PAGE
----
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The findings of recent study suggests that incorporating the anti-cholesterol drug lovastatin in traditional malarial treatment may to lessen neuro-inflammation plus ward off cerebral damage. A research report published in PLOS Pathogens on December 27, 2012 says that while this lab discovery may differ in the case of cerebral malaria and also the disease in humans, henceforth, scientists may consider using statin in clinical trials involving cerebral malaria - a major contagious ailment globally.
Stating that more than 500,000 children in sub-Saharan Africa develop malaria, an infection attributable to a parasitic Plasmodium falciparum that passes on to humans through females of Anopheles mosquito, associate chair (research) at the University of Utah's Department of Medicine and the research co-author, Dr. Guy Zimmerman emphasizes on the pressing need as well as unmet medical requirement for remedies to cure or put off cognitive injury in cerebral malaria. Such cognitive discrepancy may include poor ability to remember, learn, speak and/ or do arithmetic in children.
Besides lowering blood cholesterol, statins are also known to modulate various responses of the immune system. In a study undertaken on mice, Zimmerman and his colleagues from Brazil examined the outcome of using statins in cerebral malaria. They discovered that using lovastatin along with conventional anti-malarial treatment put off cognitive malfunctioning in rats affected by cerebral malaria. It was found that lovastatin not only reduces white blood cells build-up and seepage in the brain's blood vessels, it also lessens the manufacture of harmful molecules containing oxygen and additional issues that advance inflammation.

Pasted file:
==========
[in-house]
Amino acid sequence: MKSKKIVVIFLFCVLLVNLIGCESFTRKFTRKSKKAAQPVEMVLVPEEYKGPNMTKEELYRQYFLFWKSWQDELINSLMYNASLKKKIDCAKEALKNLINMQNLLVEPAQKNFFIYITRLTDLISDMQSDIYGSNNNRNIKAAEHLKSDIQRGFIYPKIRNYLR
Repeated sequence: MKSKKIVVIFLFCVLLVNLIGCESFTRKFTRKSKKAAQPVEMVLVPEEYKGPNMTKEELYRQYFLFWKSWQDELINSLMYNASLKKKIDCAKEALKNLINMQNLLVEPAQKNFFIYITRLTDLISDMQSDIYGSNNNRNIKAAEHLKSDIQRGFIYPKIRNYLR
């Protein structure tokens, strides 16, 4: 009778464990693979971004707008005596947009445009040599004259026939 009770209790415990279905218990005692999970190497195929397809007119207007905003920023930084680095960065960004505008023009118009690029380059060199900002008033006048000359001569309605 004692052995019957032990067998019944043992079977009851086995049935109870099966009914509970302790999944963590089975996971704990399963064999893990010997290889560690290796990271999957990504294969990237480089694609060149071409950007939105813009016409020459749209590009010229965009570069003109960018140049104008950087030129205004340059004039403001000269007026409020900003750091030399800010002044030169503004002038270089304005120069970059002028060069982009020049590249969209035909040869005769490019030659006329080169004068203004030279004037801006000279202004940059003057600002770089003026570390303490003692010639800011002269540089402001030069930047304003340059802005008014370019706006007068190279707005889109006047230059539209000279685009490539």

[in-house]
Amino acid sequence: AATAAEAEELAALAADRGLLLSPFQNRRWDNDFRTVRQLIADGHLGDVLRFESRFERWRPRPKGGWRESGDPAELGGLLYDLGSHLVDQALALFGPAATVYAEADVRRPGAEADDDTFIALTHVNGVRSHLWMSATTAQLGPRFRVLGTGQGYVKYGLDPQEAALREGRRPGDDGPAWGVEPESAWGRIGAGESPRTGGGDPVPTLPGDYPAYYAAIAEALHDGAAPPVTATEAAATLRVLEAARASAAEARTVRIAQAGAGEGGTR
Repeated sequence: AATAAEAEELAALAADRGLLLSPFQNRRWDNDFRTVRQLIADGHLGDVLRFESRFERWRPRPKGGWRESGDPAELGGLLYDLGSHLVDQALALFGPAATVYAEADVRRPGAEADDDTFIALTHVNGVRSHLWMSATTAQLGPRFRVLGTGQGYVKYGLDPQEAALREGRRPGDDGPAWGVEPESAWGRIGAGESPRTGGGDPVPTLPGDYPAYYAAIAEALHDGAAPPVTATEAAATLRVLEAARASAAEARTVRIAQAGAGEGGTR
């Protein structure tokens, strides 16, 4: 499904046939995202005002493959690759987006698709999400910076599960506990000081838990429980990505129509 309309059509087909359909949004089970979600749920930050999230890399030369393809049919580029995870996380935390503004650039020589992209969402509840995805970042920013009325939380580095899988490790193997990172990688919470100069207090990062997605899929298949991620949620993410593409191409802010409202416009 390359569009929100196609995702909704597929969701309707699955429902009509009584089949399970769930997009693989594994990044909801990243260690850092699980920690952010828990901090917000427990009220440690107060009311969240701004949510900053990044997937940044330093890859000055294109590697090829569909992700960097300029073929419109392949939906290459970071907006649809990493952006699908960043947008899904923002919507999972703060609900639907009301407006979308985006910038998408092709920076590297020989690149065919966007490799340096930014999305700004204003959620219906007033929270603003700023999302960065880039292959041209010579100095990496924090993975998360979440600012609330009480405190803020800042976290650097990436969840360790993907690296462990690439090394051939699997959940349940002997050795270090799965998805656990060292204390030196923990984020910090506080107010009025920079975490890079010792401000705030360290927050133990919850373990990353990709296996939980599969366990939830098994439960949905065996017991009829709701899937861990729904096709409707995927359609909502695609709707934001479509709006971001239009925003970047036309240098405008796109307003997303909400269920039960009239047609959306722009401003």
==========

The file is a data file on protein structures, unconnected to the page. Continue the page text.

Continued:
According to Zimmerman, though the means by which cerebral malaria is induced and ensuing cognitive failure are yet to be ascertained, treatment with statins lessen harmful inflammation of the blood vessels and cognitive malfunctioning, which indicate that inflammatory and vascular triggers result in cerebral pathology plus intellectual deficiencies.
Describing the findings as 'exciting', Zimmerman feels that the clinical inferences not only pertain to cerebral malaria, but also to additional serious general inflammatory syndromes that become complex owing to the involvement of the brain. His team believes that their observations are the earliest investigational proof that endorses the prospects of using statins to diminish cognitive damage in people with severe cerebral malaria.
Zimmerman and his Brazilian teammates also undertook a research using lovastatin in a trial model involving bacterial sepsis - a severe condition wherein the entire body becomes inflamed often resulting in cognitive impairment and found that this anti-cholesterol drug also puts off cognitive damage after bacterial sepsis.